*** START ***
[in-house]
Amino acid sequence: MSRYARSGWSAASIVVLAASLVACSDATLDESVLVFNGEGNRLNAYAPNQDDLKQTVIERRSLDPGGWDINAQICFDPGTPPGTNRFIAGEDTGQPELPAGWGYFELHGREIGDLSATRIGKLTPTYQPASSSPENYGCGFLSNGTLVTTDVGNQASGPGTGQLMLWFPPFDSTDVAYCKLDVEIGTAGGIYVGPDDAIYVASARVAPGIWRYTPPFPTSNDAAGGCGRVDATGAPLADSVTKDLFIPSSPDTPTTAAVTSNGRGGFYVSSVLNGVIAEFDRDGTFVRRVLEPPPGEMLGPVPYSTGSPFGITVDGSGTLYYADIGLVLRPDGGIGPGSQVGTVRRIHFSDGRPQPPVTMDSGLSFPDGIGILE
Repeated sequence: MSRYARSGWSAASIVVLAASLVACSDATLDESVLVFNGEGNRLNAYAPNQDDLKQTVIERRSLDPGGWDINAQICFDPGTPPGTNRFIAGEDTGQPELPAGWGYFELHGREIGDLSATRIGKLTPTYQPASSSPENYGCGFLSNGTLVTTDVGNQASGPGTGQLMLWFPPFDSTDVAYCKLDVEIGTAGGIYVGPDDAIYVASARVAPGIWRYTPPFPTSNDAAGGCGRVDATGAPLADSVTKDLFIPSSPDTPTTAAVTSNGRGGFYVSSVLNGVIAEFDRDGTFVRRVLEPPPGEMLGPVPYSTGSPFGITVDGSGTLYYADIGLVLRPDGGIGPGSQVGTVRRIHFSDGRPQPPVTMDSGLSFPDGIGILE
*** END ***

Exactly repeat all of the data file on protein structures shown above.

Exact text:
[in-house]
Amino acid sequence: MSRYARSGWSAASIVVLAASLVACSDATLDESVLVFNGEGNRLNAYAPNQDDLKQTVIERRSLDPGGWDINAQICFDPGTPPGTNRFIAGEDTGQPELPAGWGYFELHGREIGDLSATRIGKLTPTYQPASSSPENYGCGFLSNGTLVTTDVGNQASGPGTGQLMLWFPPFDSTDVAYCKLDVEIGTAGGIYVGPDDAIYVASARVAPGIWRYTPPFPTSNDAAGGCGRVDATGAPLADSVTKDLFIPSSPDTPTTAAVTSNGRGGFYVSSVLNGVIAEFDRDGTFVRRVLEPPPGEMLGPVPYSTGSPFGITVDGSGTLYYADIGLVLRPDGGIGPGSQVGTVRRIHFSDGRPQPPVTMDSGLSFPDGIGILE
Repeated sequence: MSRYARSGWSAASIVVLAASLVACSDATLDESVLVFNGEGNRLNAYAPNQDDLKQTVIERRSLDPGGWDINAQICFDPGTPPGTNRFIAGEDTGQPELPAGWGYFELHGREIGDLSATRIGKLTPTYQPASSSPENYGCGFLSNGTLVTTDVGNQASGPGTGQLMLWFPPFDSTDVAYCKLDVEIGTAGGIYVGPDDAIYVASARVAPGIWRYTPPFPTSNDAAGGCGRVDATGAPLADSVTKDLFIPSSPDTPTTAAVTSNGRGGFYVSSVLNGVIAEFDRDGTFVRRVLEPPPGEMLGPVPYSTGSPFGITVDGSGTLYYADIGLVLRPDGGIGPGSQVGTVRRIHFSDGRPQPPVTMDSGLSFPDGIGILE